Send to

Choose Destination
See comment in PubMed Commons below
Gastrointest Endosc. 2012 Sep;76(3):586-93.e1-3. doi: 10.1016/j.gie.2012.05.006.

Resolving external pancreatic fistulas in patients with disconnected pancreatic duct syndrome: using rendezvous techniques to avoid surgery (with video).

Author information

  • 1Digestive Disease Institute, Virginia Mason Medical Center, Seattle, Washington 98111, USA.



An external pancreatic fistula (EPF) generally results from an iatrogenic manipulation of a pancreatic fluid collection (PFC), such as walled-off pancreatic necrosis (WOPN). Severe necrotizing pancreatitis can lead to complete duct disruption, causing disconnected pancreatic duct syndrome (DPDS) with viable upstream pancreas draining out of a low-pressure fistula created surgically or by a percutaneous catheter. The EPF can persist for months to years, and distal pancreatectomy, often the only permanent solution, carries a high morbidity and defined mortality.


To describe 3 endoscopic and percutaneous rendezvous techniques to completely resolve EPFs in the setting of DPDS.


A retrospective review of a prospective database of 15 patients who underwent rendezvous internalization of EPFs.


Tertiary-care pancreatic referral center.


Fifteen patients between October 2002 and October 2011 with EPFs in the setting of DPDS and resolved WOPN.


Three rendezvous techniques that combined endoscopic and percutaneous procedures to internalize EPFs by transgastric, transduodenal, or transpapillary methods.


EPF resolution and morbidity.


Fifteen patients (12 men) with a median age of 51 years (range 24-65 years) with EPFs and DPDS (cutoff/blowout of pancreatic duct, with inability to demonstrate upstream body/tail of pancreas on pancreatogram) resulting from severe necrotizing pancreatitis underwent 1 of 3 rendezvous procedures to eliminate the EPFs. All patients were either poor surgical candidates or refused surgery. At the time of the rendezvous procedure, WOPN had fully resolved, DPDS was confirmed on pancreatography, and the EPF had persisted for a median of 5 months (range 1-48 months), producing a median output of 200 mL/day (range 50-700 mL/day). The rendezvous technique in 10 patients used the existing percutaneous drainage fistula to puncture into the stomach/duodenum to deliver wires that were captured endoscopically. The transenteric fistula was dilated and two endoprostheses placed into the lesser sac. A second technique was used in 3 patients where EUS was used to avoid large varices and create a fistula to the percutaneous drainage catheter. Wires were delivered transenterally then grasped by an interventional radiologist. The new fistula was dilated, and, again, two endoprostheses were placed. Two patients underwent a rendezvous technique that resulted in transpapillary stents and removal of percutaneous catheters. The median duration to EPF closure was 7 days (range 1-73 days) during a median follow-up of 25 months (range 6-113 months). No EPF has recurred in any patient, although 3 symptomatic fluid collections have occurred. These collections have been successfully treated with combined percutaneous and endoscopic treatment or endoscopic treatment alone. One patient had postprocedural fever. There were no associated deaths.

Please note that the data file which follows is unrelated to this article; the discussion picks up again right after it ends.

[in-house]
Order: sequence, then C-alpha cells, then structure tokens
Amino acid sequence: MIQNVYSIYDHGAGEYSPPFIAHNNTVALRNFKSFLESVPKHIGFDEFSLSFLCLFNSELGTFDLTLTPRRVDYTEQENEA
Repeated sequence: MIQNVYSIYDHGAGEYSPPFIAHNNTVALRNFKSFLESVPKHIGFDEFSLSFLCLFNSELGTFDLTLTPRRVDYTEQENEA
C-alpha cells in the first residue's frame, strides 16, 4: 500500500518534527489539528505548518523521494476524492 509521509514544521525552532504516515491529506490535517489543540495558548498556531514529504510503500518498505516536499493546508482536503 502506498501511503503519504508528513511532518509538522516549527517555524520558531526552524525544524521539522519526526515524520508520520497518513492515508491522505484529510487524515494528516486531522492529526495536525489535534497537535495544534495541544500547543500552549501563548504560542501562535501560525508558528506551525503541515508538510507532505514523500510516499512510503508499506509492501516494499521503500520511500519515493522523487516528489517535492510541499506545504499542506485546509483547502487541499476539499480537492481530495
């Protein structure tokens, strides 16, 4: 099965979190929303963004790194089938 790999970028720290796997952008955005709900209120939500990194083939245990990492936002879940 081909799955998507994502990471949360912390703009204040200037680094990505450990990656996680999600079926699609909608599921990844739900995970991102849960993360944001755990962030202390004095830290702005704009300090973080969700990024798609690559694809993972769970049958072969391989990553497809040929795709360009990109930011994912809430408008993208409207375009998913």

Small, selected group of patients without a comparative group.


The management of EPFs in the setting of DPDS is challenging but can be treated effectively by combined endoscopic and percutaneous rendezvous techniques. The rendezvous procedures were associated with minimal morbidity, no mortality, avoidance of surgery, and complete elimination of the EPFs.

Copyright © 2012. Published by Mosby, Inc.

[PubMed - indexed for MEDLINE]
PubMed Commons home

PubMed Commons

How to join PubMed Commons

    Supplemental Content

    Full text links

    Icon for Elsevier Science
    Loading ...
    Write to the Help Desk